Catholic Relief Services began turning a Port-au-Prince golf course into one of the first formal camps for the displaced as other staff delivered medical supplies to St. Francois de Sales hospital, getting that heavily damaged facility up and running, among the many relief efforts by CRS in this devastated city.
As CRS works to get more aid into the country-via air, sea and overland from the Dominican Republic-staff are setting up primary medical care facilities and delivering hygiene kits and plastic sheeting, along with limited amounts of food and water, to a number of informal camps that have sprung up around the city.
At the Petionville Club, CRS is working with United Nations officials and the United States military to turn an informal camp that has attracted 20,000 people during the day and up to 50,000 at night into a formal facility for the displaced, registering residents and delivering buckets of food, sanitation items and water to displaced Haitians waiting in long, orderly lines.
“We are grateful to the 82nd Airborne for providing security,” said Annemarie Reilly, CRS Vice President for Overseas Operations. “This camp at Petionville will provide thousands of Haitians with the relief they so desperately need.”
Other CRS personnel worked to unload a rare sight in Port-au-Prince-a ship that docked at the one working berth in the heavily-damaged harbor. It carried 2,100 metric tons of food from the USAID Food for Peace program. Getting these containers, mainly filled with grain and vegetable oil, off the dock and to warehouses along the city’s devastated roadways is the next challenge.
“It may look to many in the rest of the world that those in need are not receiving any aid, but actually thousands here in Port-au-Prince have gotten help,” said Karel Zelenka, CRS Haiti country representative. “It must be understood that an apocalypse occurred in a place where there was hardly any infrastructure before-hence the huge logistical challenges.
“Whatever those challenges, we know that the destruction of this earthquake was so vast that even if thousands have gotten help, many, many more need assistance,” he added. “We are all working hard to see that they get it.”
CRS, which has worked in Haiti for over 50 years and has a permanent staff of more than 300 there, has committed at least $25 million for relief and recovery. It has received $16.5 million in cash donations and commitments, including $1 million from the Bill & Melinda Gates Foundation and $225,000 from the New York Yankees baseball team.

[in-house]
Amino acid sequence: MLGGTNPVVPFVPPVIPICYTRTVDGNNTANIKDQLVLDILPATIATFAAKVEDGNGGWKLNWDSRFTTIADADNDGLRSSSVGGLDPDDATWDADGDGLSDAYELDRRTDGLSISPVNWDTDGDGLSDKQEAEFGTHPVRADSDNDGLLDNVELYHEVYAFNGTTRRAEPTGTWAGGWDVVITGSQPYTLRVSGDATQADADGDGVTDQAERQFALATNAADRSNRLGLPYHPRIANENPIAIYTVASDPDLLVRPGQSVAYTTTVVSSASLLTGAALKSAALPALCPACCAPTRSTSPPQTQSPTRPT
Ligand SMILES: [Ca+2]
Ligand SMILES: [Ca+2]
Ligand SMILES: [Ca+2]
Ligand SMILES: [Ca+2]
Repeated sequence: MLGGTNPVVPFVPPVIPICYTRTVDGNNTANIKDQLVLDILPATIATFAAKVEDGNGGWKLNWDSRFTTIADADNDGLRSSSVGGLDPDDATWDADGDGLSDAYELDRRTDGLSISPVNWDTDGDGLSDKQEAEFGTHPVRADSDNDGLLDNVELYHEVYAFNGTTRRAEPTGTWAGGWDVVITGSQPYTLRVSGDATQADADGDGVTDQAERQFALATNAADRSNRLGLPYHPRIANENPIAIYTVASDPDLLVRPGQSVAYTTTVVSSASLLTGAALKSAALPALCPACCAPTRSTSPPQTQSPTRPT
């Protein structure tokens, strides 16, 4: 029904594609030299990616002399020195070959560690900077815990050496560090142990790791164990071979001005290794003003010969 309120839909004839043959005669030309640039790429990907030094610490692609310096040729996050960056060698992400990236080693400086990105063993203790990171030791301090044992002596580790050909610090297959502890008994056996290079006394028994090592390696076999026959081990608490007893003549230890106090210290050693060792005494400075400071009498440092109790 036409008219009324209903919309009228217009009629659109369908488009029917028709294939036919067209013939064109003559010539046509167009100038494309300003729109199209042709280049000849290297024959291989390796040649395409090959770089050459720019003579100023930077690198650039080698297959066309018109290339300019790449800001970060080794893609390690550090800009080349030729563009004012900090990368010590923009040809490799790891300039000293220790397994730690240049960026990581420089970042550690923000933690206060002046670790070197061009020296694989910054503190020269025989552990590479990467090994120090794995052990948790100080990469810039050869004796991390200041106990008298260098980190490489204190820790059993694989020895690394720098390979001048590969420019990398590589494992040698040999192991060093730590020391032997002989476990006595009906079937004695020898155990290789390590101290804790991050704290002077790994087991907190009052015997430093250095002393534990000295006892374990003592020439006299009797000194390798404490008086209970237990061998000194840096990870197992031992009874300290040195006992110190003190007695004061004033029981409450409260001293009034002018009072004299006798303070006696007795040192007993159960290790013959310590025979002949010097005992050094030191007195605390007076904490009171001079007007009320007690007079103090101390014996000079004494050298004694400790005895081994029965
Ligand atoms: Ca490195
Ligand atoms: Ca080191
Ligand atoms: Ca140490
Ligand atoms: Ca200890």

On the ground, CRS is working with partners from Caritas, the international Catholic aid network, to coordinate its aid response. The agency is also joining aid groups in working with the United Nations as it becomes functional following the destruction of its headquarters and the death of many of its personnel in the 7.0 magnitude quake.
St. Francois de Sales Hospital was familiar to CRS as it had been used to treat people with HIV by the AIDSRelief consortium, which includes CRS. The hospital was heavily damaged in the earthquake, perhaps 70 percent destroyed. It will need reconstruction, but using buildings that remain intact along with tents, doctors have resumed work using supplies from the Catholic Medical Mission Board and others, which CRS delivered. The first operation was one all too common in Port-au-Prince: an amputation. More operations followed conducted by three medical teams that are now working at St. Francois de Sales: one Haitian, one Italian and one Belgian.
CRS is also setting up primary care centers at sites identified by the Catholic Church. Each will be staffed by a doctor and a nurse. At least three are in Port-au-Prince and one in Leogane, a city to the west that suffered extensive damage. More sites are being identified as CRS reaches out to the AIDSRelief network.
How to Help:
Donate via phone: 1-877-HELP-CRS or text RELIEF to 30644
Donate online: www.crs.org
Write a check: Catholic Relief Services
P.O. Box 17090
Baltimore, Maryland 21203-7090
Money orders: Make payable to CRS/Haiti